Not because of a penalty-plagued offense that has committed a total of 10 turnovers in two consecutive losses as Baltimore (5-5) now shares the AFC North lead with the Cincinnati Bengals after falling short in this defensive battle. And definitely not because of any potential internal strife dividing a team headlined by a dominant defense that's hampered by an offense that seems to be majoring in ineptitude of late. The Ravens' offense lost three turnovers and generated only 220 yards of total offense as their defensive teammates stymied Dolphins quarterback Brian Griese and contained powerful running back Ricky Williams.
"Don't go there," Billick warned reporters. "I know you are going to try to find anyone who will say something about his teammates. I understand that is part of your job, but we are not going to give into that."
Down the hallway, though, middle linebacker Ray Lewis and offensive tackle Orlando Brown were overheard screaming curses at the top of their lungs, although not necessarily at each other. Brown declined to comment and Lewis downplayed the reaction to the loss.
The frustration boiled over after an afternoon where the Ravens lost for the fourth time without interruption in the regular-season series with Miami.
Ray Lewis and several other players characterized the outburst as just a demonstration of the Ravens' competitive nature. "I think that's a sign of being winners," said Lewis, sporting a few cuts and bruises on his face after Williams rushed for a game-high 105 yards on 36 carries. "If you walk in here with a nonchalant attitude, everyone in this locker room is going to have a problem with you." Despite limiting the Dolphins to 126 passing yards on 13-of-32 inaccuracy along with an interception from quarterback Brian Griese, the Ravens couldn't overcome the familiar self-inflicted wounds of red-zone struggles, turnovers and penalties.
"No, we're not torn apart," said Wright, who tossed two interceptions as he received his first start in two years as he replaced injured rookie Kyle Boller. "We're never going to be torn apart."
Lewis' fumble, the 20th of his career, the 13th he has lost and his fourth lost fumble this fall, was the most glaring and untimely error. Although Lewis said the coaching staff told him he dropped the football and he appeared to bobble the exchange from interim quarterback Anthony Wright, the NFL rushing leader said he wants to review his fumble on video before accepting blame.
Lewis accidentally kicked the football to diving Dolphins linebacker Zach Thomas at the Baltimore 33-yard line.
Four plays later, Mare gained a touch of redemption for his missed 48-yard attempt that sailed wide and to the right in the final minutes of regulation. He booted home the deciding margin from 43 yards away.
"I really can't speak on that play," said Lewis, who fumbled twice in last week's loss to the St. Louis Rams. "My coach said I dropped the ball. I don't know. I'm really not going to speak on that play until I see the film.
"Last week, I can take responsibility for that. This time, I felt like I carried it pretty good until that last play. If I dropped it, I know I dropped it."
Lewis rushed for 88 yards, carrying the football 26 times.
Wright completed 14 of his 25 passes for 112 yards for a quarterback rating of 34.1.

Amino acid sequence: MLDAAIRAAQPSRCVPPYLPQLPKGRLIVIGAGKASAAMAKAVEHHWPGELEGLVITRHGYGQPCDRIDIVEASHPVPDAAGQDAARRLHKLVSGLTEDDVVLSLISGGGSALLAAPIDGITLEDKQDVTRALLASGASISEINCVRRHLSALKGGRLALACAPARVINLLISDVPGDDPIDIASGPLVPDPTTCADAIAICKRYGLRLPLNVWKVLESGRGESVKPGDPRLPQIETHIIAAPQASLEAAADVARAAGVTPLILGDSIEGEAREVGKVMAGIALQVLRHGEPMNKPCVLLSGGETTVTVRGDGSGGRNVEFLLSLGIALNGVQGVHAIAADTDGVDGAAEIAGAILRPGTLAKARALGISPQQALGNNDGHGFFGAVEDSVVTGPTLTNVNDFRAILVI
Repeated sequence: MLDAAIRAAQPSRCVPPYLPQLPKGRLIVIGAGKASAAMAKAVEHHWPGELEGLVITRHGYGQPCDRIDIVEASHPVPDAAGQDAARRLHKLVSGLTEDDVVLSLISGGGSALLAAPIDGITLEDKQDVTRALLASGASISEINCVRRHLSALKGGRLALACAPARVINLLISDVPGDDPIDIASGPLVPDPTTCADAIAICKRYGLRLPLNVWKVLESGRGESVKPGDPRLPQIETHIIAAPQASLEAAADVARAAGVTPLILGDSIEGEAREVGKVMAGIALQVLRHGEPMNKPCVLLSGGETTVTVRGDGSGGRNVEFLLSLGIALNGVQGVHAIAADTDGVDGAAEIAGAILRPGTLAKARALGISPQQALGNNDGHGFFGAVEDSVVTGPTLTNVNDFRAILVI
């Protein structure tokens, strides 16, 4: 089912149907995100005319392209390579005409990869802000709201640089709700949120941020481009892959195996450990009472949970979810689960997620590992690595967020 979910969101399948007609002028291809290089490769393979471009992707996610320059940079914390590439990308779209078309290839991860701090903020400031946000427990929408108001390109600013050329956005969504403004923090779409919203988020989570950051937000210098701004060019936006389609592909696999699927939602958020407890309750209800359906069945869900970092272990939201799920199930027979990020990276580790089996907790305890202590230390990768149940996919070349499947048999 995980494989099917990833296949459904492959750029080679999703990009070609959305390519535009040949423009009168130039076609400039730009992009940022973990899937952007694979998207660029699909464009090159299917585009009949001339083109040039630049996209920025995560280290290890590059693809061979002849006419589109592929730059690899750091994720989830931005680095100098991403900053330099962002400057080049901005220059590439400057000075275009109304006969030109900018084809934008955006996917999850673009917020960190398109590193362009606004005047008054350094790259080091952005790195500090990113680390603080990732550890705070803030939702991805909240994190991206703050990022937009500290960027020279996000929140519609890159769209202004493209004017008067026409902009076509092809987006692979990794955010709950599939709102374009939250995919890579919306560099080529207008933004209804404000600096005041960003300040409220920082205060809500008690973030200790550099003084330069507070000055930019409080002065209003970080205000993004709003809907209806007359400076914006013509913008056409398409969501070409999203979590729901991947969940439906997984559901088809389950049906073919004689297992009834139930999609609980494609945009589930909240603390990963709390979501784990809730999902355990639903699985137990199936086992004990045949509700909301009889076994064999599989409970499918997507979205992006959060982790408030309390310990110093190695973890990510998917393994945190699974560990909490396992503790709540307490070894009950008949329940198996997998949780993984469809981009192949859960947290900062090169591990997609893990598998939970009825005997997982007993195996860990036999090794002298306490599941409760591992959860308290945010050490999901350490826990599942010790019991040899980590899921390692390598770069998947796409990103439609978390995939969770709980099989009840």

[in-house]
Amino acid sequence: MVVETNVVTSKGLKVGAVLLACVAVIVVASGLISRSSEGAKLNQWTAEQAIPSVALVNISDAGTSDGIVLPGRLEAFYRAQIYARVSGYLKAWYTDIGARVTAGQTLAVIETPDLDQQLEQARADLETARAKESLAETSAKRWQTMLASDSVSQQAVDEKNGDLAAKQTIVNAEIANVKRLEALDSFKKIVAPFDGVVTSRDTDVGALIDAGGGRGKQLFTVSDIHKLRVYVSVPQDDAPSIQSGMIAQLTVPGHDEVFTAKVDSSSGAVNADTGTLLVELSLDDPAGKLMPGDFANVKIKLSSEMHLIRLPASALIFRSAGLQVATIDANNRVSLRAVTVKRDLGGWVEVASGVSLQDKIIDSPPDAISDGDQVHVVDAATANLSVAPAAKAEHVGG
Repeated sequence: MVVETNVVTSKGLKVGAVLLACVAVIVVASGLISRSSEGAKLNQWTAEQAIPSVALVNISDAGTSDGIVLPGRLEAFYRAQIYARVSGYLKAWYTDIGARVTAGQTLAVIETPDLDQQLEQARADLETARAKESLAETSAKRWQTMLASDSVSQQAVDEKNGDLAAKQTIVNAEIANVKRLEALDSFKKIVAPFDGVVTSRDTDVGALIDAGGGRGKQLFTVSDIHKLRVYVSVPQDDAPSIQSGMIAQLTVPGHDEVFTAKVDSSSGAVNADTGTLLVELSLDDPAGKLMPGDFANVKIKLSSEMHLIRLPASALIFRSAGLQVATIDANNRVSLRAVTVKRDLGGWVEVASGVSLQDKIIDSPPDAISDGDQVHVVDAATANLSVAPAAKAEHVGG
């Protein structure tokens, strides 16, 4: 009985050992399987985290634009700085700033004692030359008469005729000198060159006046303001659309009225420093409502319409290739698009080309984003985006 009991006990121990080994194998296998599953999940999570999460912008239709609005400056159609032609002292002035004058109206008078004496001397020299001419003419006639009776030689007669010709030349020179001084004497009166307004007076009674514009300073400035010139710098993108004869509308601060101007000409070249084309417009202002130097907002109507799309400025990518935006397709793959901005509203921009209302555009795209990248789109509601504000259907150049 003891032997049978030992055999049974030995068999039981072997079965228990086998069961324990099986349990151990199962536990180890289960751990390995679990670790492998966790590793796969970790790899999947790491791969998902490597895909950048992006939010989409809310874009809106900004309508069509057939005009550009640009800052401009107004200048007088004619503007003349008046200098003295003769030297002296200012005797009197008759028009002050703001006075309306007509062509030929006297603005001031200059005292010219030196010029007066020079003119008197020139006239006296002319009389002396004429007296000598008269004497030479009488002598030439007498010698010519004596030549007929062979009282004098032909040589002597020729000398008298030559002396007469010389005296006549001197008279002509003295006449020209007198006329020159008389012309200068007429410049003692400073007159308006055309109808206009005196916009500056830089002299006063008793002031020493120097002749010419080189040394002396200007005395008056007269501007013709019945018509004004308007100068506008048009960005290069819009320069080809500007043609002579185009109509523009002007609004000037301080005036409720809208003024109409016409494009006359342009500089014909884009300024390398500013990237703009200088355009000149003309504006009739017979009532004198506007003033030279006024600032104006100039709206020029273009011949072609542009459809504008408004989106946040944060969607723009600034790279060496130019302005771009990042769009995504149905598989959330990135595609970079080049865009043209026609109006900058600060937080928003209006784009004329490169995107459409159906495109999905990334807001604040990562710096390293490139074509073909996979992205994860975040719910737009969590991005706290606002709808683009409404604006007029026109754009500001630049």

His first interception was picked off by Dolphins cornerback Sam Madison after his pass sailed short of wide receiver Marcus Robinson in the second quarter. Robinson fell down and Madison scooted 36 yards to the Ravens' 23 to set up Mare's first field goal.
"I thought I had a step on him and the ball was underthrown," Robinson said. "I tripped and fell and those things can't happen. When you get an opportunity, you have to make a play.
"I don't know what happened. All of a sudden, I was running and I looked for the ball and I'm falling."
Then, the worst red-zone offense in the league failed again.
After Lamont Brightful burst through the Dolphins' kickoff team for a 73-yard return to the Miami 15, Pro Bowl tight end Todd Heap's false start penalty began a drive that was capped by Matt Stover's 39-yard field goal. The Ravens' offense lost six yards on the four-play drive.
In the third quarter, 30 yards of penalties were assessed against the Ravens' defense, including a pass interference call on defensive back Gary Baxter and a roughing the passer infraction by outside linebacker Peter Boulware, led to Mare's 52-yard field goal for a 6-3 lead.
When the Ravens reached the Dolphins' 26 on a 3rd-and-2 with 9:01 remaining in the fourth quarter, receiver Travis Taylor was caught in a false start.
Two plays later, Stover kicked a 45-yard field goal.
Safety Ed Reed, who played his college ball at the University of Miami, then intercepted Griese. When Robinson attempted to force the football toward Heap later on in the quarter, he threw it behind him. Safety Sammy Knight broke in front for an interception that could have put the game away if Mare hadn't missed a 48-yard field goal attempt eight plays later.
"It can be fixed," Wright said. "It just takes dedication and accountability from the players. We all have to step up and accept the challenge. Right now, we need to refocus because we still have a lot to shoot for."
Now, Baltimore will try to regroup as it prepares for Sunday's game at M&T Bank Stadium against the Seattle Seahawks.
"We lost and it gets old," Baxter said. "Sooner or later, something's got to give whether it's temper, attitude, a win. Man, I'm just going to be honest with you. It sucks. It hurts. All you can do is just build from it."
Aaron Wilson writes for the Carroll County Times.